More: sarah van gelder

YES! Magazine: Imagination and the movement for Hawaiian sovereignty
National

YES! Magazine: Imagination and the movement for Hawaiian sovereignty (January 29, 2018)

Imagination, as Hawaiian Native rights advocate Poka Laenui describes it, is more than an antidote to hopelessness. It is a source of power.

YES! Magazine: Tribes lead battles against big oil projects in the Pacific Northwest
Environment | National | Politics

YES! Magazine: Tribes lead battles against big oil projects in the Pacific Northwest (December 11, 2017)

Communities throughout the Northwest, often led by Native American tribes, have been stopping one big oil project after another.

YES! Magazine: Native birthing center maintains tribal traditions
Health | National

YES! Magazine: Native birthing center maintains tribal traditions (May 24, 2017)

A birthing center opening next year in New Mexico will provide a safe place for women and their traditions.

Sarah Van Gelder: Huge bank divests from Dakota Access Pipeline
Business | National | World

Sarah Van Gelder: Huge bank divests from Dakota Access Pipeline (March 27, 2017)

Last month, bank officials met face to face with leaders of the Standing Rock Sioux, and this week they announced the bank had sold the loan at the request of tribal leaders.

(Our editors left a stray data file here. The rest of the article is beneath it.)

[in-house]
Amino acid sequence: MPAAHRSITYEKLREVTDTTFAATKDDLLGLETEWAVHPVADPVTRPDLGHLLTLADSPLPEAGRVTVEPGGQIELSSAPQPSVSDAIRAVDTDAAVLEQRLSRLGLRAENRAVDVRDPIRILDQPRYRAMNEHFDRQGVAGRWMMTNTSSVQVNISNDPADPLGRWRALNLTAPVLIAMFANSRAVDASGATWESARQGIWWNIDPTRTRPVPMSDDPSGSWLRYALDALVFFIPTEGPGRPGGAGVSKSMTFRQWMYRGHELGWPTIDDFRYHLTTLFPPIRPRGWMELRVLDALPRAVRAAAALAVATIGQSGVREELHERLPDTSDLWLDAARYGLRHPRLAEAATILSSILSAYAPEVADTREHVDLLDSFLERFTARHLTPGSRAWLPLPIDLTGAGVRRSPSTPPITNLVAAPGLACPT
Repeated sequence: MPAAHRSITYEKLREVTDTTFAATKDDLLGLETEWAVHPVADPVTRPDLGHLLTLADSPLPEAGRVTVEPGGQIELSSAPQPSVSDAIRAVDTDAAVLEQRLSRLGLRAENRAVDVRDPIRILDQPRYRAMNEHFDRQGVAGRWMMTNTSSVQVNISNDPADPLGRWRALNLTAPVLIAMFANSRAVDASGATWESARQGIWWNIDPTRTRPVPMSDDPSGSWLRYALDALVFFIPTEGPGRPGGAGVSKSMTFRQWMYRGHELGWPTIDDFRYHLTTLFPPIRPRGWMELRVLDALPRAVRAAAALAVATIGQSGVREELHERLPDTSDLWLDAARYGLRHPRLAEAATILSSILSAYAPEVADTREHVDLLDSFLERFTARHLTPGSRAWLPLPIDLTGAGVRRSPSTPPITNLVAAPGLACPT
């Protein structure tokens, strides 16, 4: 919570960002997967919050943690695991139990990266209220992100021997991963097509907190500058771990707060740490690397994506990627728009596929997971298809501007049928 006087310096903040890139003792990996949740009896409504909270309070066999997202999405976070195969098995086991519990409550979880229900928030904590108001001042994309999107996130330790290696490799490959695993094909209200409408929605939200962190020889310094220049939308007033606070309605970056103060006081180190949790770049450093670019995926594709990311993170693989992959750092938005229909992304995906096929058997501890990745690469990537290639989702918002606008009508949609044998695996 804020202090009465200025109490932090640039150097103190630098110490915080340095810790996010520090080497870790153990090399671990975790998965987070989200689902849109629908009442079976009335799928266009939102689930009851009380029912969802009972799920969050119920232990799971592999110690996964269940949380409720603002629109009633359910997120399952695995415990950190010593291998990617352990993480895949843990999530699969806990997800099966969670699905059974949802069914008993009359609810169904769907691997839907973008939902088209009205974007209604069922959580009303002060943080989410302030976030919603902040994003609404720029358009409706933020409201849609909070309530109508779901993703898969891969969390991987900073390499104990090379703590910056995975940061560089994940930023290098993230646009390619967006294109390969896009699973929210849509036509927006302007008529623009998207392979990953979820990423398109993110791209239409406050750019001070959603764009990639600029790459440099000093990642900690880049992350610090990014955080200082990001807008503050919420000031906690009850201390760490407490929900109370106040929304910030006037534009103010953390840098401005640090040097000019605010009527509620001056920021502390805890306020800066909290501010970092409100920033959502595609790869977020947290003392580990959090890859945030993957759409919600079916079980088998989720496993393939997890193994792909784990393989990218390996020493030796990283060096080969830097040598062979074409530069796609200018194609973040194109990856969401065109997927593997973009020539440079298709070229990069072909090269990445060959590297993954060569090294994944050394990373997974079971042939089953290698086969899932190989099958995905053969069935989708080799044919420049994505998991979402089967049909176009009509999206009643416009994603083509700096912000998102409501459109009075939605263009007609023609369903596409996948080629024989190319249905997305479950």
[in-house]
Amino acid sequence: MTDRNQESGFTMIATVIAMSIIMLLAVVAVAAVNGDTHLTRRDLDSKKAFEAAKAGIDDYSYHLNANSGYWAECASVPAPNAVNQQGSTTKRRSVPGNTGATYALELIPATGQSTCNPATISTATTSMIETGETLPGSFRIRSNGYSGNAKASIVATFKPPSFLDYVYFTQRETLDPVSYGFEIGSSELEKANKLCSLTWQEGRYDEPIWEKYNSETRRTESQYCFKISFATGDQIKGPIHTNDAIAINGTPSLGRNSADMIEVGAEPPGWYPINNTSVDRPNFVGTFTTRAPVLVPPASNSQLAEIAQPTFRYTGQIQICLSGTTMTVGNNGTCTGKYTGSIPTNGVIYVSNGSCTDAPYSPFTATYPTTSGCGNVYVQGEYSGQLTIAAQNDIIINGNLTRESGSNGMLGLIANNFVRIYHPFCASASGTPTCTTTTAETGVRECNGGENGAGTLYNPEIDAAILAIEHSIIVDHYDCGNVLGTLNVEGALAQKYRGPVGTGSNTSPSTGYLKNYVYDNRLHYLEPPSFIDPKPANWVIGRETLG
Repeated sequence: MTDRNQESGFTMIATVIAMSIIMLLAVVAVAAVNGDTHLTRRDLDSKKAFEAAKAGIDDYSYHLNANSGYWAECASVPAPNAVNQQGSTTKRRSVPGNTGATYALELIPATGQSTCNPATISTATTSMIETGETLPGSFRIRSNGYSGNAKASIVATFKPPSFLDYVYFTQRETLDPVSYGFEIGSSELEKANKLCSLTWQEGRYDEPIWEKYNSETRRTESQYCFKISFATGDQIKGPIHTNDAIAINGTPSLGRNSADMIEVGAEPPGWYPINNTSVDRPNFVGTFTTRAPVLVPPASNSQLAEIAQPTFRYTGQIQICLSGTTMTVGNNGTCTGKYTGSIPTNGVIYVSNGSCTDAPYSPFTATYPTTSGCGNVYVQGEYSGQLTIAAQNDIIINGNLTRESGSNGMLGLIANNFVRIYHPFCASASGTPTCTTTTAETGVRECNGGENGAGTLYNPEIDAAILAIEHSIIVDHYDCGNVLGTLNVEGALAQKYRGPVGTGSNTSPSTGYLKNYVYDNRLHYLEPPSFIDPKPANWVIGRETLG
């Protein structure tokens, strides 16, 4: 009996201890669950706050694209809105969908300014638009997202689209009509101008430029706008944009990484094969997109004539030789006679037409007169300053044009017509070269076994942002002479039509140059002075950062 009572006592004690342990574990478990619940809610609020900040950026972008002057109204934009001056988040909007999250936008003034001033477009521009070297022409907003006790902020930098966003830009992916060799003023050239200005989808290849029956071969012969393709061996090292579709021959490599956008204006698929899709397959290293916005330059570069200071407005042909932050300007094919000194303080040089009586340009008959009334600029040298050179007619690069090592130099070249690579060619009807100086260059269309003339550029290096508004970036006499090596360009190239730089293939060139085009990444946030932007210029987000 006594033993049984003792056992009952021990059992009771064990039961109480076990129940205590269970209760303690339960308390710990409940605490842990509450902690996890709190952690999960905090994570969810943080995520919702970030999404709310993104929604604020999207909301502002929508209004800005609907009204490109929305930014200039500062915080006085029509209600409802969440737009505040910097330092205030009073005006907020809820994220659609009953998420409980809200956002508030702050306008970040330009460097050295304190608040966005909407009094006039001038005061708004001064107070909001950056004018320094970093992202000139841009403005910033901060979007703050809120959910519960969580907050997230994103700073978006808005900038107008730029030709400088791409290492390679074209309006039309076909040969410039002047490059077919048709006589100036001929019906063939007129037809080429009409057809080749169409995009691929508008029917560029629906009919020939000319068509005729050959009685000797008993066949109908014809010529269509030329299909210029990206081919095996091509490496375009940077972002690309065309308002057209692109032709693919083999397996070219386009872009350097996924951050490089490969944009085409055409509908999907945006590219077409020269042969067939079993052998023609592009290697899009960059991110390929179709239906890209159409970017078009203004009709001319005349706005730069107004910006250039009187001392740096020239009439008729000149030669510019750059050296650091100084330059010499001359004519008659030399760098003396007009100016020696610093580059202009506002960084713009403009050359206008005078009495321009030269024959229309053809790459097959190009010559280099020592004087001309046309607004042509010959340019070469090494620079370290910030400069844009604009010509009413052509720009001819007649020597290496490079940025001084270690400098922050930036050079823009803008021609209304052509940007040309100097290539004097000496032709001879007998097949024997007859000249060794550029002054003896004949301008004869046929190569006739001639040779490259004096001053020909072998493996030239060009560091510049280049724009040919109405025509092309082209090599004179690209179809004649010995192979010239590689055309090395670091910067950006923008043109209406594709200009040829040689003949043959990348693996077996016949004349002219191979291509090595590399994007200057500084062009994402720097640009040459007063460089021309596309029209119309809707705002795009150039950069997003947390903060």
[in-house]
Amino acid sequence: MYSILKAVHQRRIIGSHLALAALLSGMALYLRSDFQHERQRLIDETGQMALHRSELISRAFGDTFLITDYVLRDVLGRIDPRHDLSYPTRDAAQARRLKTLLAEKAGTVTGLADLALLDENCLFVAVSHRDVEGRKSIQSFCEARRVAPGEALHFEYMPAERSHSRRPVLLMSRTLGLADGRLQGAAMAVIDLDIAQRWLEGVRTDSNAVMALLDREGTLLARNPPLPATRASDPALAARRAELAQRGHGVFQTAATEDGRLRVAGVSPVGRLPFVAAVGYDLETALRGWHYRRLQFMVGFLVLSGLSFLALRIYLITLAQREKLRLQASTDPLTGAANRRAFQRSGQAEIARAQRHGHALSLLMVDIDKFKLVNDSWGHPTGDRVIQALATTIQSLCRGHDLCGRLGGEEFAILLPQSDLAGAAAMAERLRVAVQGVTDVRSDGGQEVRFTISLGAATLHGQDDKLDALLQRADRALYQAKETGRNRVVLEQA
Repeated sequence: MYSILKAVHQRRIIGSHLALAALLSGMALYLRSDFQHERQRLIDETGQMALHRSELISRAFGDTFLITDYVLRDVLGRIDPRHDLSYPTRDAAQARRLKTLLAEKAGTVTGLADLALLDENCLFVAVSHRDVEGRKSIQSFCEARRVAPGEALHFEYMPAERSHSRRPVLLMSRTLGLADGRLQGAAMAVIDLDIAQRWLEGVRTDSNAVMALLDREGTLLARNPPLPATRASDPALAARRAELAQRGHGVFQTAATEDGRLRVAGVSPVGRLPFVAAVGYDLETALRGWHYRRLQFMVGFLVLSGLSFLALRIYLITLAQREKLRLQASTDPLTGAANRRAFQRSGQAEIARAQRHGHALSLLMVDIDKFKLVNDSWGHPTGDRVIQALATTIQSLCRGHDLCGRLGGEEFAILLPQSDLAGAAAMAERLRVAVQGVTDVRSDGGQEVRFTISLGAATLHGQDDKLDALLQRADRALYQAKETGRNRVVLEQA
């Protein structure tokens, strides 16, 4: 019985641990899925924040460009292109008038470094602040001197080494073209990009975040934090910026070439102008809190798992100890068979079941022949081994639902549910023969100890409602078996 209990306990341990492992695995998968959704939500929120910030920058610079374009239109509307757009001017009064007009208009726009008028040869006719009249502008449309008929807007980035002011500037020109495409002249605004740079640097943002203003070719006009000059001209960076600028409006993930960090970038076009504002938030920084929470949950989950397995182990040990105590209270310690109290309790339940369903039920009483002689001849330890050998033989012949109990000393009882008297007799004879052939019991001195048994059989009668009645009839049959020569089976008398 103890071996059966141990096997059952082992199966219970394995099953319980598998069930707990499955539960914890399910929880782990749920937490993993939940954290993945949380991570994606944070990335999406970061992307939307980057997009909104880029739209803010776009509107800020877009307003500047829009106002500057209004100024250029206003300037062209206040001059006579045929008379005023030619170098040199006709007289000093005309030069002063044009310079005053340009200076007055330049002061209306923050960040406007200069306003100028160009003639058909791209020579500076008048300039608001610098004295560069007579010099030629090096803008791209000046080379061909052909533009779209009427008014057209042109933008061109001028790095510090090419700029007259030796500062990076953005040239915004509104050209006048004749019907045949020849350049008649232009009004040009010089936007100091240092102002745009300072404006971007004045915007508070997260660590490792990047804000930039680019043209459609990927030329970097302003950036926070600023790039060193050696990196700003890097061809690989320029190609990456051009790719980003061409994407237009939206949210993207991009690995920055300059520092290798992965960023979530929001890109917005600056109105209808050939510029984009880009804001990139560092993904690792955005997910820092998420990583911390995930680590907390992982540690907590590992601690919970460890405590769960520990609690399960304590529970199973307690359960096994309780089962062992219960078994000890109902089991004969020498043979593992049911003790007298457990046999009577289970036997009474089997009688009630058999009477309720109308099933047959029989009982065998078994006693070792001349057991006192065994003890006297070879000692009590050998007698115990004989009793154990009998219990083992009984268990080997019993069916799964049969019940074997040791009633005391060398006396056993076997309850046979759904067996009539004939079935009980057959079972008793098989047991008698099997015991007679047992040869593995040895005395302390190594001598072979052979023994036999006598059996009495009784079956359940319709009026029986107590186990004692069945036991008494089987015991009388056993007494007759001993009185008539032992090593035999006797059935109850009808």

Sarah van Gelder: Why veterans asked for forgiveness at Standing Rock
National

Sarah van Gelder: Why veterans asked for forgiveness at Standing Rock (December 21, 2016)

Perhaps 4,000 veterans joining thousands of Native water protectors and their allies was just too much.

Sarah van Gelder: How the Standing Rock movement changed us
Environment | Opinion

Sarah van Gelder: How the Standing Rock movement changed us (December 12, 2016)

As we work toward a post-fossil fuel society, we can look to these lessons from the Sioux.

Sarah van Gelder: Standing Rock Sioux chairman on a President Trump
Environment | National | Politics

Sarah van Gelder: Standing Rock Sioux chairman on a President Trump (November 14, 2016)

Construction of the Dakota Access pipeline has reached within a mile of the Missouri River, according to drone operators monitoring the work.